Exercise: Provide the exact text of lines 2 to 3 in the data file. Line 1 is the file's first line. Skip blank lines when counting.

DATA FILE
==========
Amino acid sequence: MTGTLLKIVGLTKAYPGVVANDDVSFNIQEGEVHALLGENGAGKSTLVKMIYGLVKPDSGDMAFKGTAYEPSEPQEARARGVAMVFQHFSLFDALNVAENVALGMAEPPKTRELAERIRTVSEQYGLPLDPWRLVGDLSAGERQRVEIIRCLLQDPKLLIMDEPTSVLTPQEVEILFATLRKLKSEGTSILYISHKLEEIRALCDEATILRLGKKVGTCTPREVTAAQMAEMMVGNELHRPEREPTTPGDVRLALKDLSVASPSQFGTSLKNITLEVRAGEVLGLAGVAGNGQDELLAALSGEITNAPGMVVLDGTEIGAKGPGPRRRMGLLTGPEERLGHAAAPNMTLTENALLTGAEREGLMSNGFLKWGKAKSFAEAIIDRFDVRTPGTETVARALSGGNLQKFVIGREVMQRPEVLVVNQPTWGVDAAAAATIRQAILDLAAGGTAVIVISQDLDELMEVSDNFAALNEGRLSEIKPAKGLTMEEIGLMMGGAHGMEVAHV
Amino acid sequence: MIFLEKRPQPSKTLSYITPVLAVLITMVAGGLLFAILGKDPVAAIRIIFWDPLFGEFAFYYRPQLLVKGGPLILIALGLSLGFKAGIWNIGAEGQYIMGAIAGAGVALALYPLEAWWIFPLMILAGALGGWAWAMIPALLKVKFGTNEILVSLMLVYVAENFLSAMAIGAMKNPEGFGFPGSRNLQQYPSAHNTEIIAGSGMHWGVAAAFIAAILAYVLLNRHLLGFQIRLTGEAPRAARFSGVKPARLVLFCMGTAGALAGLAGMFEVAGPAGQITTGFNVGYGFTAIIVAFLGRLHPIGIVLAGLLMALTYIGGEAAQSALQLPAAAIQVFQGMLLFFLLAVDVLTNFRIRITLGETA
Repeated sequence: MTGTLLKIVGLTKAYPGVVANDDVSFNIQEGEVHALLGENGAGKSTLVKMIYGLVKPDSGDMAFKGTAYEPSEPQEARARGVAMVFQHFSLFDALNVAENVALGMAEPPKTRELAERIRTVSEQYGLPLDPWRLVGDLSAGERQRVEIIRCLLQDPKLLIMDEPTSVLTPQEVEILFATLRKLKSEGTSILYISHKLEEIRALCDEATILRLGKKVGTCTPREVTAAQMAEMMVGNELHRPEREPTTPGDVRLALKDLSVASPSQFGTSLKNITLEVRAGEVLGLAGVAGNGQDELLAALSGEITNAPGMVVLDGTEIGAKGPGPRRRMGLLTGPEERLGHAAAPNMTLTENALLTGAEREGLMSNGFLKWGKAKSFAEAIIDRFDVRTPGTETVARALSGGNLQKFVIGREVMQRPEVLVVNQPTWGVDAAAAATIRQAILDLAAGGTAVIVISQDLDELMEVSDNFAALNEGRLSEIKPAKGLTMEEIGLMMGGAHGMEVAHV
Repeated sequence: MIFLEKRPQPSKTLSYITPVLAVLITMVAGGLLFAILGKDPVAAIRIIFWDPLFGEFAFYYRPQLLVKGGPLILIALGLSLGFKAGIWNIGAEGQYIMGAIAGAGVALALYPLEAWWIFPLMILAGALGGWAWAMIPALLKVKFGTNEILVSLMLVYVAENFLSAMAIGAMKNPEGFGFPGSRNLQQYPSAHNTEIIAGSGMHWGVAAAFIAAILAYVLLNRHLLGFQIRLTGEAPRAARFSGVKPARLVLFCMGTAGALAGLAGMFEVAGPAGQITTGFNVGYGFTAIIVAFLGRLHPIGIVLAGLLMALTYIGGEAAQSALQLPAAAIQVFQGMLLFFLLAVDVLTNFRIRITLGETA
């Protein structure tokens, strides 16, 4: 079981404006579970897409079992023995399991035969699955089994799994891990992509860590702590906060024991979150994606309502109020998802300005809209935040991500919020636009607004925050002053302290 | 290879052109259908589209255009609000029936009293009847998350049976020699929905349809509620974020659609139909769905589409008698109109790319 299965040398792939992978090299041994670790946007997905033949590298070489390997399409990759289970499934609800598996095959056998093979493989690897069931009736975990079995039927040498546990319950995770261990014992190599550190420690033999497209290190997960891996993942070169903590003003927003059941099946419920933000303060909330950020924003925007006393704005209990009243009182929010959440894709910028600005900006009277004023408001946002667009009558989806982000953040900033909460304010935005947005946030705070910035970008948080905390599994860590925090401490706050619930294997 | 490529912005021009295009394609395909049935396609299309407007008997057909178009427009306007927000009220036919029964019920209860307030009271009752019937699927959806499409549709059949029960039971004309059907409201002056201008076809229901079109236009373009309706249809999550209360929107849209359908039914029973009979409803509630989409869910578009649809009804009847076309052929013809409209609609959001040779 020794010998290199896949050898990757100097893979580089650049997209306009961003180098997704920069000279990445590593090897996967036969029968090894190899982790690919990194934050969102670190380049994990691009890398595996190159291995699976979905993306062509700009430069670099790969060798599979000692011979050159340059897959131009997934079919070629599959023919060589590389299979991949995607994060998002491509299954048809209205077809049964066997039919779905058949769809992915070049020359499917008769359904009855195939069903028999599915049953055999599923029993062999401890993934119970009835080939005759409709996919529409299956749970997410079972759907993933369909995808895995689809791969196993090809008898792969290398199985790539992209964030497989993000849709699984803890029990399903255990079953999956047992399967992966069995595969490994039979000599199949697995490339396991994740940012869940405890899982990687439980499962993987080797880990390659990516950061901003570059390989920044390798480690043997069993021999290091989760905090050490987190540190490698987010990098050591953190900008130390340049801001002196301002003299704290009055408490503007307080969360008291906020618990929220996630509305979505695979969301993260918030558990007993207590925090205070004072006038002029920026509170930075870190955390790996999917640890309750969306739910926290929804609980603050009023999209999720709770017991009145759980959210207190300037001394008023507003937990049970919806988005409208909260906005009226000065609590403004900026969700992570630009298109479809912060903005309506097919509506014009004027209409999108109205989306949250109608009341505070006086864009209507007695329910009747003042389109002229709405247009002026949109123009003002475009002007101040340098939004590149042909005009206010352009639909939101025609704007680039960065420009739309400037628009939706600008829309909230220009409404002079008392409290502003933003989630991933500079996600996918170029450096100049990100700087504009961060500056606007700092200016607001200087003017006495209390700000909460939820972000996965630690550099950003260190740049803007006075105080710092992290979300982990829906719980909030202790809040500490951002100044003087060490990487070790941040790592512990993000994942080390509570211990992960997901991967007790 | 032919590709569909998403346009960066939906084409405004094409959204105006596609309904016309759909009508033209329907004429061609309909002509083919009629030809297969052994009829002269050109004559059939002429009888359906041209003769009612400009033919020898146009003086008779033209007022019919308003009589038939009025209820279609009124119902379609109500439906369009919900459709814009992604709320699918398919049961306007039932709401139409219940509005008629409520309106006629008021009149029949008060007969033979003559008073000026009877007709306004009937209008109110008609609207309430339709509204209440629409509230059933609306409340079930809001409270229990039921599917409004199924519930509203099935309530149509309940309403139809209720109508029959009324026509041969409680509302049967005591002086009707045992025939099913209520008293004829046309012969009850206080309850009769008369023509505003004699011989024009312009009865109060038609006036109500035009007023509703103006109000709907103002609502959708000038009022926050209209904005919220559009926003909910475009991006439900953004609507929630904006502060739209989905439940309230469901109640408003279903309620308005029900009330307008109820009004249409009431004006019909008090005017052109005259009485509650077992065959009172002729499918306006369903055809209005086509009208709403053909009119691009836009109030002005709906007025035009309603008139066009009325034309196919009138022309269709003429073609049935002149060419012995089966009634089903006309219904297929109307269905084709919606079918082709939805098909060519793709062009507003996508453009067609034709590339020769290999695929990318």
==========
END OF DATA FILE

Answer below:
Amino acid sequence: MIFLEKRPQPSKTLSYITPVLAVLITMVAGGLLFAILGKDPVAAIRIIFWDPLFGEFAFYYRPQLLVKGGPLILIALGLSLGFKAGIWNIGAEGQYIMGAIAGAGVALALYPLEAWWIFPLMILAGALGGWAWAMIPALLKVKFGTNEILVSLMLVYVAENFLSAMAIGAMKNPEGFGFPGSRNLQQYPSAHNTEIIAGSGMHWGVAAAFIAAILAYVLLNRHLLGFQIRLTGEAPRAARFSGVKPARLVLFCMGTAGALAGLAGMFEVAGPAGQITTGFNVGYGFTAIIVAFLGRLHPIGIVLAGLLMALTYIGGEAAQSALQLPAAAIQVFQGMLLFFLLAVDVLTNFRIRITLGETA
Repeated sequence: MTGTLLKIVGLTKAYPGVVANDDVSFNIQEGEVHALLGENGAGKSTLVKMIYGLVKPDSGDMAFKGTAYEPSEPQEARARGVAMVFQHFSLFDALNVAENVALGMAEPPKTRELAERIRTVSEQYGLPLDPWRLVGDLSAGERQRVEIIRCLLQDPKLLIMDEPTSVLTPQEVEILFATLRKLKSEGTSILYISHKLEEIRALCDEATILRLGKKVGTCTPREVTAAQMAEMMVGNELHRPEREPTTPGDVRLALKDLSVASPSQFGTSLKNITLEVRAGEVLGLAGVAGNGQDELLAALSGEITNAPGMVVLDGTEIGAKGPGPRRRMGLLTGPEERLGHAAAPNMTLTENALLTGAEREGLMSNGFLKWGKAKSFAEAIIDRFDVRTPGTETVARALSGGNLQKFVIGREVMQRPEVLVVNQPTWGVDAAAAATIRQAILDLAAGGTAVIVISQDLDELMEVSDNFAALNEGRLSEIKPAKGLTMEEIGLMMGGAHGMEVAHV